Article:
Jump to content
  • Welcome to the eG Forums, a service of the eGullet Society for Culinary Arts & Letters. The Society is a 501(c)3 not-for-profit organization dedicated to the advancement of the culinary arts. These advertising-free forums are provided free of charge through donations from Society members. Anyone may read the forums, but to post you must create a free account.

Sign in to follow this  
rmockler

Food Prices in France

Recommended Posts

Hello France Forum!

In May, I will be spending a week near Poitiers, cooking for 19-20 people. I have a reasonable budget, but am now a bit worried it's not quite reasonable enough without some very careful planning.

I have searched on line (in English and French, which I can both read and mangle, if not exactly speak) for information on current food prices, but am not having much luck with specifics. ("HIGH!" is the answer I regularly find, b/w "RISING!")

Might I impinge on anyone living in the region, or really anywhere in France outside Paris, to give me a sense of what prices are like for the basics -- eggs, bread, butter, basic meat cuts, chicken, vegies at the market. Or -- to point me to a good site where I can find same?

Any insights you have would be greatly appreciated!


Richard W. Mockler

Seattle

I will, in fact, eat anything once.

Share this post


Link to post
Share on other sites

I think food prices in France can be high. They can also vary greatly depending on where you shop.

Tonight, I bought pasterized milk (not steralized) at Champion and it was 1.25, while it was only 1€ for the same brand at Monoprix. A dozen "label rouge" eggs at Monoprix were €2.10.

I will try to list more prices soon.

There has been much talk recently that prices have risen significantly, beyond the standard cost of living.

I think there is a website that compares prices for the hypermarchés, but I can not remember the name.


www.parisnotebook.wordpress.com

Share this post


Link to post
Share on other sites

I can tell you that we visited an amazing winery near Poitiers, and their wine is very reasonable and delicious:

ampelidae.com

Try the Armance B sparkling.

Really, really good, and only about 8 euros when we were there a few years ago.

(I can get it in New Jersey for $20, I think-at Moore Bros.-and had it at a restaurant in Philly last week for $38-much cheaper to buy on site!)

Just show up at the winery and buy what you need.


Philly Francophiles

Share this post


Link to post
Share on other sites

What is your budget? And where is your home base? When we travel - I always like to go to regular food stores to compare food prices abroad versus those I pay at home (in NE Florida). In Germany last year - prices were about 150% of US prices - and I would suspect France would be closer to 200% since it's more expensive than Germany. In general - raw ingredients are very cheap in the US compared to those in Europe. Robyn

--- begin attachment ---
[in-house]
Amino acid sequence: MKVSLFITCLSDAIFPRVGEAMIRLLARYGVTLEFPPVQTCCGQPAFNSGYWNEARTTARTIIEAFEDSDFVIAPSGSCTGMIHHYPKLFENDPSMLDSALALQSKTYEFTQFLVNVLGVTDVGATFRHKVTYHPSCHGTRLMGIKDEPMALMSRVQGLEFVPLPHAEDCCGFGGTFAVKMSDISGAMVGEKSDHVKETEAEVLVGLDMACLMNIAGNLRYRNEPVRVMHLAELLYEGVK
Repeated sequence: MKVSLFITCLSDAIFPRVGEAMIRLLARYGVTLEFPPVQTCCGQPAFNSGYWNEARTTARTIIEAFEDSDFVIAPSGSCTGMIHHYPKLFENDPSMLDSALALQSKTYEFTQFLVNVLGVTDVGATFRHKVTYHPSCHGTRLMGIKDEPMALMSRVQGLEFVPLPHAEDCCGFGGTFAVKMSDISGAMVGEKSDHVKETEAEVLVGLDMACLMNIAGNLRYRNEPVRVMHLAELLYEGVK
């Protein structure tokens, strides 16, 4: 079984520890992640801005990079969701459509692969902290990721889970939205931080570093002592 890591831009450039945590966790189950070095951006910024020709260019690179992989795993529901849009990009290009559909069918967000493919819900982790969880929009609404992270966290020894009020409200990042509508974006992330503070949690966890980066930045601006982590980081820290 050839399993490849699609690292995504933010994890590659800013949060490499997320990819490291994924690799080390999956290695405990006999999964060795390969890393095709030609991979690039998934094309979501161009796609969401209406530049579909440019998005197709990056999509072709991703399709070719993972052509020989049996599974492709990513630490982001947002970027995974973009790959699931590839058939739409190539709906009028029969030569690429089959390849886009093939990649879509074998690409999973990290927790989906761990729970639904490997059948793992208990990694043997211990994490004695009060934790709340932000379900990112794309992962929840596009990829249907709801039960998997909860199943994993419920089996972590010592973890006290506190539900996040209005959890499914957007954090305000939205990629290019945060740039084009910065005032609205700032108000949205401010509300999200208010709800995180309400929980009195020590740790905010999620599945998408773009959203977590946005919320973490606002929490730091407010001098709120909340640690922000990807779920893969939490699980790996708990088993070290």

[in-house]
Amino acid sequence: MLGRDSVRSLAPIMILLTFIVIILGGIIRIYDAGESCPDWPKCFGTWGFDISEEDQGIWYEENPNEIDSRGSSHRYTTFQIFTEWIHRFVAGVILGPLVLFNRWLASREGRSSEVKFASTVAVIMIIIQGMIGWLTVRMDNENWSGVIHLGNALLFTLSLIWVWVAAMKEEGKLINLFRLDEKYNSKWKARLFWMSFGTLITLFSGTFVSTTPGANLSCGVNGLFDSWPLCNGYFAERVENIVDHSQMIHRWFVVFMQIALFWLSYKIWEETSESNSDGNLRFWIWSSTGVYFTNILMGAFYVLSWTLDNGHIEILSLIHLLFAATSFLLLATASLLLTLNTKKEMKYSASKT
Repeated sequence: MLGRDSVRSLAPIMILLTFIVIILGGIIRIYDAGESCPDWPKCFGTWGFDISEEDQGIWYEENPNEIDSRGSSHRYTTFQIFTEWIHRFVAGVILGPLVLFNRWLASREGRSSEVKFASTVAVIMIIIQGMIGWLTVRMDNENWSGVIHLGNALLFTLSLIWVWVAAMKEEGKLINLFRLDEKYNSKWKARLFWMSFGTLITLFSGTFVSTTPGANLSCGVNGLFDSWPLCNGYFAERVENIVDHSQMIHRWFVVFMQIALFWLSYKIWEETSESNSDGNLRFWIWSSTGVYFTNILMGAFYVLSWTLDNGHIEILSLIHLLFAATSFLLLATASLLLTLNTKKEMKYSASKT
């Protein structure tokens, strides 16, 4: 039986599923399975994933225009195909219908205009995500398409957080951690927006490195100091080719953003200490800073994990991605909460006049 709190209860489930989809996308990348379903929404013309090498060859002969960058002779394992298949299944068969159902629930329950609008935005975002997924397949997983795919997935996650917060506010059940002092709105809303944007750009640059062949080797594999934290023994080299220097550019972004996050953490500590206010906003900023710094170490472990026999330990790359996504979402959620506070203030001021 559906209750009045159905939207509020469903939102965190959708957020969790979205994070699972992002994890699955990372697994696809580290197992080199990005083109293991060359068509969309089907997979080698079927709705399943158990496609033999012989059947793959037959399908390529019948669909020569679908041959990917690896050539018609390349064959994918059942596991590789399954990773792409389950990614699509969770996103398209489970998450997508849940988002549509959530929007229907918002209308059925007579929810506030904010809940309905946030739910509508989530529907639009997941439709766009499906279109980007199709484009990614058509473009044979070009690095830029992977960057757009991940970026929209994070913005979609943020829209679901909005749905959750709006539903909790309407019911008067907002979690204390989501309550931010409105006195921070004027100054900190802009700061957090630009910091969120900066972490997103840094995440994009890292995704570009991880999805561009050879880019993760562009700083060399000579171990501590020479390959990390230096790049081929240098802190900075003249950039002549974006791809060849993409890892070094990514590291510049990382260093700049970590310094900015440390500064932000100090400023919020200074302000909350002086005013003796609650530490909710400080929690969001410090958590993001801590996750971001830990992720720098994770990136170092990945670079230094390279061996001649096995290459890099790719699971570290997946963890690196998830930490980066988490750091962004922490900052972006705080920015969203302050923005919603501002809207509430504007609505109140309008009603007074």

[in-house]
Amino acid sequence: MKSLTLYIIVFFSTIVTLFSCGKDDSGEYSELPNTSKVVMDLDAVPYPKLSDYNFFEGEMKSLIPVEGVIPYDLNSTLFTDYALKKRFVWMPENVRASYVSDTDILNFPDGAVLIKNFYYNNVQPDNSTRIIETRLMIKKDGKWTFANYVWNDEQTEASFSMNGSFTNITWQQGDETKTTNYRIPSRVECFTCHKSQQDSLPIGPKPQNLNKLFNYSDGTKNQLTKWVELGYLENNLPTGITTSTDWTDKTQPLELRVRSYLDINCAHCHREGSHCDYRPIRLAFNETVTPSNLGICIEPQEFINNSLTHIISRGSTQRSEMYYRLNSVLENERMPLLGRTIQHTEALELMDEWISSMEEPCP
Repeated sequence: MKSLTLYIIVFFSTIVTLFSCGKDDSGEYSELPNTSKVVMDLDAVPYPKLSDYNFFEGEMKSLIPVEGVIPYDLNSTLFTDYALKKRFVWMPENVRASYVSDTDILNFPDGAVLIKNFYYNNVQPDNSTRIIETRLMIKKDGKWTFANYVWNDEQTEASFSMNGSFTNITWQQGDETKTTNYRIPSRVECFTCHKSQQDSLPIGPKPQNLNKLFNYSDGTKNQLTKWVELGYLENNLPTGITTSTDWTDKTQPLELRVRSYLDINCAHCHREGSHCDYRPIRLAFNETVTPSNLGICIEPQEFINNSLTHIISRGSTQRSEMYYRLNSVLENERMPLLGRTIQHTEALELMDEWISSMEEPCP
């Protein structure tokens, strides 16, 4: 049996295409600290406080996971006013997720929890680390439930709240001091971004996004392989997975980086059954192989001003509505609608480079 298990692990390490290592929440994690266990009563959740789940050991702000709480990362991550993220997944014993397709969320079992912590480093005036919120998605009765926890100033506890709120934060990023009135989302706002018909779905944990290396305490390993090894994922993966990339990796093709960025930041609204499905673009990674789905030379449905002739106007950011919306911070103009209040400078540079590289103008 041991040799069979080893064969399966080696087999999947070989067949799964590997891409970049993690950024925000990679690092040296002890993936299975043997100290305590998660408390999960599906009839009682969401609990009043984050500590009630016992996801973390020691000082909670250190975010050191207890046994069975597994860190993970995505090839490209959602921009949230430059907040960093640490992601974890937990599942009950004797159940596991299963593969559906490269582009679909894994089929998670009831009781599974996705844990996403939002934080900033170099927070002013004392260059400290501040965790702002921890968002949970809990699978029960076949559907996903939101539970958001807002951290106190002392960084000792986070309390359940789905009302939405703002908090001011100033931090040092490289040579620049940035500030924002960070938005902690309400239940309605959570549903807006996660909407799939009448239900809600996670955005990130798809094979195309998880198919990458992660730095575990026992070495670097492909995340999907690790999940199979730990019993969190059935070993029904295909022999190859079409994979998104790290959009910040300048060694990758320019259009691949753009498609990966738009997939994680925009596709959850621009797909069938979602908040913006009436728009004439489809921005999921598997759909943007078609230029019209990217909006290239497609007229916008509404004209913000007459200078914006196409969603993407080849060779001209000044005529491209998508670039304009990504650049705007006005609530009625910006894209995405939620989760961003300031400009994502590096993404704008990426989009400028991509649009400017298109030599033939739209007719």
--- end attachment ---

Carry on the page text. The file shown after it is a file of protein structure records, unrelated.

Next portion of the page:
Share this post


Link to post
Share on other sites

The prices of some foods have gone up about 30% here in the past 6 months. Here's the link to the Carrefour store online. Their prices are very representative of what you'll find in the big stores, small stores will probably be a bit more.

Share this post


Link to post
Share on other sites

And you could also compare the prices with those of general online shopping websites like Telemarket.

Food prices have become insanely high in France. And with the price of cereals like rice growing, and the biofuels issue, I don't think the situation is going to get any better.


Edited by Ptipois (log)

Share this post


Link to post
Share on other sites

Poitiers in May. Not a million miles from us, just up the A20 in fact.

First everything has gone up a lot in dollar terms over the past months. At around $1.60 per Euro its not much fun. In Euro terms I think there has been some inflation over the last year. Certainly the French are all complaining about it, but its not nearly 30% overall. More like 5% on average.

A few average price examples:

Beef - 8-14 Euro/kg for cheap cuts. Roasts & steaks run 20-35E/Kg. Not the meat of choice in France if you are on a budget. Veal is about the same.

Pork - 5-8 E/kg for cheaper cuts. Best cuts are 11 15E/kg. Quality is excellent. Good fresh sausage (Toulouse) runs around 7-9E/kg.

Lamb - 5-9E/kg for cheap cuts. Leg/shoulder about 18-23E/kg. Excellent quality. We just bought a half lamb from our local farmer for 11E/kg beautifully cut & packaged.

Chicken - Battery raised about 4-6E/kg; free range 7-9E/kg & true farm chickens even more. Pieces tend to be cheap.